June 16, 1904 was probably a regular day for a lot of people, but the date has been immortalised in literature; specifically, one of Ireland’s best-known works of literature.
And every year on Bloomsday, Joyce fans (and those partial to a bit of festivity) celebrate the author and his Dublin-set novel Ulysses.
But it’s safe to say that amid a pandemic, Bloomsday is breaking with time-honoured tradition, mainly out of necessity. With social distancing measures in place, events have moved online, but there are plenty of ways to mark the occasion.
Whether you want a full immersive Bloomsday experience, or are feeling a little lazy, we have come up with a number of ways to pay tribute to one of our most famous writers, and his most controversial, infamous work.
1 In one of the best-known breakfasts in Irish literature, Leopold Bloom was partial to a fried pork kidney to start the day. You could doff your cap to Joyce with an offal-y (sorry) good breakfast that evokes the ‘Calypso’ episode in the novel. The ‘tang of faintly scented urine’ is strictly optional, and perhaps best left to the purists.
2 The official Bloomsday Festival is very much keeping the tradition alive, albeit online (at bloomsdayfestival.com). On the upside, it does mean that Joyce fans from all over the country, not to mention the world, can get in on the Bloomsday action. Enjoy the play My Little Ireland, based on a chapter in Finnegan’s Wake, produced by the Ciclopatas, a theatre group from Brazil. An exploration of Marsh’s Library, which is found in many Joyce works, is also available to enjoy, as is a gallery of charity Bloomsday portraits.
3 At Sweny’s Chemist in Lincoln Place, Dublin, there will be a 36-hour reading of Ulysses, available on Zoom, that you can dip in and out of at will. Details are available on bloomsdayfestival.ie.
4 RTÉ’s dedicated Bloomsday website rte.ie/Ulysses is now live, and the complete 1982 production of James Joyce’s Ulysses with the RTÉ players (all 29 hours and 45 minutes of it) is being broadcast today on RTÉ Radio 1 Extra, beginning at 8am and ending at 3pm tomorrow. RTÉ’s site also has over 20 explainer programmes, with contributions from Edna O’Brien and Joseph O’Connor. The RTÉ Concert Orchestra are also providing ‘Joycesongs’, a musical accompaniment to the book.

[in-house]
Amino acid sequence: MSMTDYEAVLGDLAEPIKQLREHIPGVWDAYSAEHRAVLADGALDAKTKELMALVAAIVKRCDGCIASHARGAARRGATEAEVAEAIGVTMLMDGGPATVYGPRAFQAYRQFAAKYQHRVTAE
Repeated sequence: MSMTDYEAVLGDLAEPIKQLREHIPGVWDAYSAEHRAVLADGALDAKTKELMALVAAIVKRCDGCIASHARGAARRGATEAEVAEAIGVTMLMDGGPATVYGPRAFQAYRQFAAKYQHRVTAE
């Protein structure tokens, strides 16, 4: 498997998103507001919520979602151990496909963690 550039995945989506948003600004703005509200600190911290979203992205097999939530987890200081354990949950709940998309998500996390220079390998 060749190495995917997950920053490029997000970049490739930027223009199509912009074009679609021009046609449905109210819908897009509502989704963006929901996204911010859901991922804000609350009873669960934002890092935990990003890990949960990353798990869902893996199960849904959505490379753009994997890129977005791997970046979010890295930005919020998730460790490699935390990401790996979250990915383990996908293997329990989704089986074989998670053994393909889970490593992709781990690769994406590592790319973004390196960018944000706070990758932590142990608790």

5 Why not have a bit of fun with some costumes? Women can usually find a long skirt and white shirt to create an Edwardian look, while men can dress the part with a white shirt, trousers and braces. A bowler or showboater hat will top off the look. If you’re feeling especially lazy, you can ‘do a Buck Mulligan’ and just wear a dressing gown.
6 If you live within 20km of Dublin, try following in Leopold’s footsteps and take his trip around Dublin (or even part of it). From the Martello Tower in Sandycove (now home to the James Joyce Tower & Museum) and Sandymount Strand to Glasnevin and the National Library, there are still pockets of Dublin that haven’t changed much since Joyce’s time.
7 The James Joyce Centre has its own YouTube channel, complete with talks from Joycean experts, and there’s no better way to feel your way around the 265,000-word masterpiece.
8 Not a fan of fried kidneys? Follow Bloom’s lunchtime ritual instead, where he stops at Davy Byrne’s pub for a gorgonzola sandwich (complete with ‘pungent’ mustard and a glass of burgundy. Or, Plumtree’s Potted Meat could be resurrected (whether you want to eat in bed after sex, as Molly and Boylan did, is entirely up to you).
9 You could channel your inner Molly Bloom and say yes (or more specifically ‘yes, yes, I will yes’) to everything for the day. Pal wants to meet in the park? Yes. Go for a sea swim? Yes. Switch off the news and social media for the day? Hard yes.
10 Take the opportunity to actually finish Ulysses (Admit it, you didn’t get to the end). Adored as the book is, many admit they’ve not read it. Fewer again comprehended it. (Goodreads.com have placed it in the top three of its most ‘abandoned classics’.
11 Now that the novel is in the public domain, there’s much fun to be had with the text. The puzzler He Liked Thick Word Soup (available on Android and iOS) invites players to untangle sentences from the book in order to ‘advance’ the game.
12 Author Frank Delaney’s podcast on Ulysses, Re: Joyce, is definitely worth your time. Lively and well-researched, the podcast is the perfect audio guide to the book. On Infinite Ulysses (infiniteulysses.com), online readers convene to discuss the book and enjoy each other’s interpretations.
In James Joyce's Ulysses, Leopold Bloom, on Thursday, June 16, 1904, calls into Sweny Chemist Druggist, on Lincoln Place, to buy his wife Molly her favourite face cream. Drawn to the sweet wax smell, he buys a cake of Sweny's lemon soap:
'It's the book everybody wants to read but nobody has read, and this is a perfect way into it." Kevin Reynolds, series producer with RTÉ Radio's Drama on One, is speaking about the forthcoming 29 hour, 45 minute continuous broadcast of Ulysses on Bloomsday, June 16.
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